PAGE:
5. Vision drives success.
    Without an organizational mantra, there is little chance for success. You’ll never hear a member of the Patriots talk about individual successes or looking ahead to another opponent. The entire team is focused on doing the best job you can, today. That leadership comes from the top, and is modeled brilliantly by the head coach (and the owner). If your head of school can distill the vision of quality through to your office’s work, there is no limit to the successes your school can attain through enrollment management.

This is probably a post for another day, but I found the thought poignant enough to capture here: Admission offices are the chief caretakers of the school’s brand, yet seldom have any control in how the brand is executed on a day in and day out basis on campus.  The Patriots all care for and advance the organization’s brand AND are able to control the messaging and set daily examples of how to live in the brand.

Thankfully, football season, as has the main admission season, has come to a close. As teams and admission offices gear up to start the next campaign, think about how your office can learn a few lessons from the Patriots and how they conduct their business every day.

It is cliche’ to connect sports and business, but in this case, our work is deeply tied to mission and mantra, and that’s something that the Patriots have cornered the market on.

What do you think? Are there any other lessons to be learned in connection to your office?

Science, with a soul…

So, I was really thinking about the other side of the admission funnel today: The students who AREN’T going to get the thick letter from your office. The families who WON’T be getting the good news through your online portal in a few days. I think about what that conversation around the kitchen table is like.

It was really on my mind, as today is my daughter’s birthday. I got to see photos of her on social media in her school, having a great time with her classmates, as they celebrated with her in their own, silly ways. It was positively heartwarming to see the look of joy on their faces, and to see her look so happy on her special day.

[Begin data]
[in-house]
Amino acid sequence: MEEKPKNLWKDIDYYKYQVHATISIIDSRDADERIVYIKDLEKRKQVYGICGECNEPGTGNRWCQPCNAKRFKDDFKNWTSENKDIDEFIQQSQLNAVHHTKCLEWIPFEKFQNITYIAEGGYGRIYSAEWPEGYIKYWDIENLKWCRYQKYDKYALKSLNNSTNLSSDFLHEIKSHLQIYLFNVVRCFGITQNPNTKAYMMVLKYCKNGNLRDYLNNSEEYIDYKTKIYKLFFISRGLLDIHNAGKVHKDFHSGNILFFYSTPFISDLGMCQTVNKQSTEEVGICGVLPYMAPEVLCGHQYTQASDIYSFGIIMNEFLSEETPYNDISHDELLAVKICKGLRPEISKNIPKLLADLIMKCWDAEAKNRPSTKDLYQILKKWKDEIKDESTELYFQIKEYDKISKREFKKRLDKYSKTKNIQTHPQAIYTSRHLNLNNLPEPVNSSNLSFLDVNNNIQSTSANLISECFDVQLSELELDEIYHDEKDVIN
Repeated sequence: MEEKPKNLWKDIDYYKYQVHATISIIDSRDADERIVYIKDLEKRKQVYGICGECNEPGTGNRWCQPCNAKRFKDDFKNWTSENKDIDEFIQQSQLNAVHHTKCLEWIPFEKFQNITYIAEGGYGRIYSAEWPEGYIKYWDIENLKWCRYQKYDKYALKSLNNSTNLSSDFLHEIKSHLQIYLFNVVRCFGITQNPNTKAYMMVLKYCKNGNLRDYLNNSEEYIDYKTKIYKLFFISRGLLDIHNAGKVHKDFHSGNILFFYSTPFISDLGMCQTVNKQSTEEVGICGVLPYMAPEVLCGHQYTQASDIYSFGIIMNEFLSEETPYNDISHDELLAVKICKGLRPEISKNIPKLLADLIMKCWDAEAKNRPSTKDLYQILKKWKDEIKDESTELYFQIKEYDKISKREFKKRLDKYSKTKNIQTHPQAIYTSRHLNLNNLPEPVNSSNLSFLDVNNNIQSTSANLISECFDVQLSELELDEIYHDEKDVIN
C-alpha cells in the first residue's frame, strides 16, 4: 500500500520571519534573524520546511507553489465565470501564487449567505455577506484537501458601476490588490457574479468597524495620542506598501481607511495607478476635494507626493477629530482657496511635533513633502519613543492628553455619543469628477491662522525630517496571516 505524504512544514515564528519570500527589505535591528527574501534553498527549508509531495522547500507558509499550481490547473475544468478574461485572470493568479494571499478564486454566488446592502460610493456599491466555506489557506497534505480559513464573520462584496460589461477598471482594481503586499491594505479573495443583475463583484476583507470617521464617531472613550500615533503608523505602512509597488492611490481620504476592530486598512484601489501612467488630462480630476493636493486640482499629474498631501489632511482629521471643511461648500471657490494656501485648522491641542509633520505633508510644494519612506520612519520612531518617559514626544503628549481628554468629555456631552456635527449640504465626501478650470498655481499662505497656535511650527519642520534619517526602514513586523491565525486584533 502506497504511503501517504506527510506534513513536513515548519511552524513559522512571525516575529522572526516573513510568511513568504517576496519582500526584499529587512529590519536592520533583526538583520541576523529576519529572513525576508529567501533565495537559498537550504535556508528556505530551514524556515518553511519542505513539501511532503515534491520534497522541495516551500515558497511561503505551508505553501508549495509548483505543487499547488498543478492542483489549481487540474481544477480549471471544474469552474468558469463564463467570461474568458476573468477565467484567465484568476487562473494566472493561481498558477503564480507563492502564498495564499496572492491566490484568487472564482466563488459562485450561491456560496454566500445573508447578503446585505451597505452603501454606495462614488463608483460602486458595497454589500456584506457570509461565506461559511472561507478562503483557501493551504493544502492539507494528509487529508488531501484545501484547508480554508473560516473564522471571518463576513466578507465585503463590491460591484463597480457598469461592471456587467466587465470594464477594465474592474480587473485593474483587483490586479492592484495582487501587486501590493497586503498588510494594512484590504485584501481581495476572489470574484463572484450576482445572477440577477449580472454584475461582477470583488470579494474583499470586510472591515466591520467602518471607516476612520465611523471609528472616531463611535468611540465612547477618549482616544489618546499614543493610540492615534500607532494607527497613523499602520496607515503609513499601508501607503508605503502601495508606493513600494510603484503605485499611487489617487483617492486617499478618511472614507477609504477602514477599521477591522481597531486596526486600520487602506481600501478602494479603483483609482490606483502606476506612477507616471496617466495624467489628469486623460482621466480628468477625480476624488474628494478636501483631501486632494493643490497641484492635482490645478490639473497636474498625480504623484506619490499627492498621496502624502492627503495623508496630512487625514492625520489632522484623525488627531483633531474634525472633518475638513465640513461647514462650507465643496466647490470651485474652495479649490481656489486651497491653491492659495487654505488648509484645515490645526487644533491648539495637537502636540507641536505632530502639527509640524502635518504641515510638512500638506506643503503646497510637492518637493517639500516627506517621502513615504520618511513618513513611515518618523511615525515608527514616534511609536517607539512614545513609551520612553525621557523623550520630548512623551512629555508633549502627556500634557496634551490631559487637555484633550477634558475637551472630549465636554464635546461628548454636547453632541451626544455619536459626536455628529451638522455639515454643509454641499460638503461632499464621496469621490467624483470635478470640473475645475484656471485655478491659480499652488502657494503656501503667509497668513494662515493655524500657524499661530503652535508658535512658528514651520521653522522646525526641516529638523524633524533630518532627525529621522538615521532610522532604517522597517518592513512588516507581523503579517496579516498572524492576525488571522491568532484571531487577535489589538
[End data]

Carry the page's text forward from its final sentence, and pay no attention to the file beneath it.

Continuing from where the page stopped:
Then, it hit me. There are students all around the world that aren’t going to be in their first choice school.  How do we in the admission profession serve those families, who perhaps wanted more than anything to join our school?

We have been talking to a lot of schools about process management, and especially about visualizing their entire onboarding journey with a family, from first touch all the way through enrollment. Many schools, however, don’t actually have contingencies in place for those families that aren’t a good fit this year. There isn’t a “break up”, per se,  that lets the other party down nicely when a place is not going to be offered. Perhaps it’s time to think about that differently.

I remember how much it upset me as an admission director when a family that we were sure was going to enroll just…didn’t.

If you’re in admissions, you know EXACTLY what I’m talking about, right?

The questions in our office that arose of “why, and what could we have done better” seemed to hang in the air for weeks after decisions were due. Sometimes, the family will tell you, and usually they don’t. They simply just go on about their lives at their new school. For those families that DON’T get their first choice, it may be time to give them a good “break up”.

As you consider your admission process map, consider the output when the student doesn’t end up getting the good letter. We invest so much emotion in the care and understanding of our prospects, that we owe it to everyone in the  process to take care of and to be honest with our families.

Admission work is the intersection of science and soul.

 

Make sure you care for all parts of your prospective families journeys with you.

 

Are you on top of your game?

I have had the privilege over the past few years of working with some schools that were full. Not full in the way that I used to think of it. Nothing like that actually. In my old paradigm, full meant “on the number, and everyone’s happy”. That perspective was shattered on a school visit in the UK.

I met a school that had admission issues, and they were looking for a solution. Their challenge, however, is one that almost every school I have ever met would kill for. Literally.

This school had a 13 year waiting list.

Let that sink in for a moment.

13 years. They were projected to be completely full for 13 years, with full pay students. Done. Dusted. Wrapped up in a bow.